The other key thing that the trigger shot does is to have these maturing eggs release themselves from the wall of the follicle. As eggs develop during ovarian stimulation, the immature eggs are attached to the wall of the follicle. When the eggs are mature and ready to be retrieved, the trigger shot causes the eggs to release from the wall of the follicle and into the fluid within the follicle. This is important because during the egg retrieval, the doctor will insert a needle into each follicle and withdraw all of the fluid. Within the fluid will be the eggs that responded to the trigger shot. The vials of follicular fluid are then passed over to the lab to sort through and find the eggs.
When is the trigger shot usually done?
The timing of the trigger shot is critical! The trigger shot is typically administered around 36 hours before your egg retrieval procedure. Your clinic will provide you with a specific time to do the shot that coincides with your retrieval time. If you’re doing a combo trigger or a Lupron trigger, you’ll do your first trigger shot about 36 hours before your retrieval and then the second Lupron trigger shot 24 hours before the retrieval.
What happens if the timing isn’t right?
If you were to try to do an egg retrieval too soon after the trigger shot, many or all of the eggs may not have completed the process of meiosis or may not have been released into the follicular fluid, making for poor results during the egg retrieval.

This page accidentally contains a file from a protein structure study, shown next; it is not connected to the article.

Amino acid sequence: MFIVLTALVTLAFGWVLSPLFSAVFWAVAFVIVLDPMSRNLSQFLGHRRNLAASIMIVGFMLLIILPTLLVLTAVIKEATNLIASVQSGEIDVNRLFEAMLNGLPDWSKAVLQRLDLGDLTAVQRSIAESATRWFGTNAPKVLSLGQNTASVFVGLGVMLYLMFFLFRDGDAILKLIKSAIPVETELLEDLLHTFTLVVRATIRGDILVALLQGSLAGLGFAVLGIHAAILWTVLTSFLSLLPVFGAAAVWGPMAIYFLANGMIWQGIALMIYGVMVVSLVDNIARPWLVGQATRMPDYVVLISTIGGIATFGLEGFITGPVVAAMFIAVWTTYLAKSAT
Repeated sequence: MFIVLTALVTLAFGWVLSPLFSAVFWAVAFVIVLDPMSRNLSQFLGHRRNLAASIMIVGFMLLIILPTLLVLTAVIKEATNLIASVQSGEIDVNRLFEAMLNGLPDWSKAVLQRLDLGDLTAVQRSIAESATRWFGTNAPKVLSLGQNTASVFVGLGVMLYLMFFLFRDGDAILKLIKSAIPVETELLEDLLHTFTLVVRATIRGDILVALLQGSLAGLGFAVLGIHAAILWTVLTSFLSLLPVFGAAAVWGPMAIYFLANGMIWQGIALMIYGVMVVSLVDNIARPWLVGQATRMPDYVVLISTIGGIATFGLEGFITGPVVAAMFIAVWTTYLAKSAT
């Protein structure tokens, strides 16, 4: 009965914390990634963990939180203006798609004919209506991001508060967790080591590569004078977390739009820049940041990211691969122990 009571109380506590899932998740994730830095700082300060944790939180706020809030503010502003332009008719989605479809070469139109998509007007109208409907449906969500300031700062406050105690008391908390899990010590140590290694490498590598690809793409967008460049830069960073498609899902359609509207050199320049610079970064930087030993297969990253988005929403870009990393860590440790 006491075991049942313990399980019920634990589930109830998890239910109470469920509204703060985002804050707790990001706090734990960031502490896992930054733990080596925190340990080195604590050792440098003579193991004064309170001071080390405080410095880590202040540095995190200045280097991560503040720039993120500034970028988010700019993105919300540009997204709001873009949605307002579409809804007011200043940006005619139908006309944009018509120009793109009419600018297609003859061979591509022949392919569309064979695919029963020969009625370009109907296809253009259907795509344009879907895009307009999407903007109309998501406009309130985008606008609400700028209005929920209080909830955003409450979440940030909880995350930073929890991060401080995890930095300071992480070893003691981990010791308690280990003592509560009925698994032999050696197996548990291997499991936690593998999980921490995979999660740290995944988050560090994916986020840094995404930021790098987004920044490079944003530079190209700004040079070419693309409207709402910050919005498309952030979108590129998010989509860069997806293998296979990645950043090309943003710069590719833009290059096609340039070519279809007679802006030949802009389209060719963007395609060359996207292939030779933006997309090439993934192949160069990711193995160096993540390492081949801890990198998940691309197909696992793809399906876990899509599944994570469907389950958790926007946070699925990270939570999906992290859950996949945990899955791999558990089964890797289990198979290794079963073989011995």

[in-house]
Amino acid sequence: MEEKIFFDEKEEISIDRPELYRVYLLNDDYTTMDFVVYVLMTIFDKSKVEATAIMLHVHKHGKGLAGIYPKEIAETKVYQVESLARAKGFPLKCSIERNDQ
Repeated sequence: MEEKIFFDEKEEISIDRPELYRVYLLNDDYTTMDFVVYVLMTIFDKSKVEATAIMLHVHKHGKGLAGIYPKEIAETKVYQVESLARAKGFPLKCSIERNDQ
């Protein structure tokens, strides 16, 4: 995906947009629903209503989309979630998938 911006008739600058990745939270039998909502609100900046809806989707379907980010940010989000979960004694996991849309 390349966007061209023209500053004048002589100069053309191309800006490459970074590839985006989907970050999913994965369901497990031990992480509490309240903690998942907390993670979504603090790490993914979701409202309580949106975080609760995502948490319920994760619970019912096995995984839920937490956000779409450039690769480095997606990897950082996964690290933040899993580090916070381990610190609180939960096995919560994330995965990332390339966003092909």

If you did the retrieval too long after the trigger shot, the eggs will have ovulated into the fallopian tubes and therefore none of the eggs would be available in the follicular fluid to be retrieved during the procedure.
How do I prepare for the trigger shot?
The first and most important step for the trigger shot is to check a few days ahead of time (even better to check before your treatment cycle begins) that you have everything you need to complete the shot. Make sure you have the medication and all of the supplies:
Correct injection needle
You can confirm the plans for what type of trigger shot and what supplies you’ll need with your clinic in advance to be sure that everything is ready to go on the night of the trigger shot.
Because the trigger shot is precisely timed and is crucial to the success of the cycle, it can bring out a lot of anxiety. The best way to combat the nerves is to lay everything out beforehand. About 15 to 30 minutes before injection time, find a flat surface and take out the needle and syringe you’ll be using and draw up the medication. That way, when injection time approaches, you won’t be rushing to prep everything in time.
The timing of the trigger shot is critical, but keep in mind that injecting a few minutes before or after your instructed injection time is just fine! The important thing is to take your time and be safe administering your injection.
If you missed your trigger time by a large amount of time (think 30 minutes or more) contact your clinic ASAP to let them know and see if they need to adjust your egg retrieval procedure time.
The trigger shot can be a stressful time during your cycle. It’s exciting to prepare for the retrieval, but there’s also a lot riding on this one injection. Just remember, you’ve accomplished so much this cycle already and you’re almost to the finish line!
Need help with your trigger shots? Check out our articles all about how to do your injections to make sure you’re comfortable with the process before getting started!
Fertility Medications: Pro Tips For How To Do a Subcutaneous Injection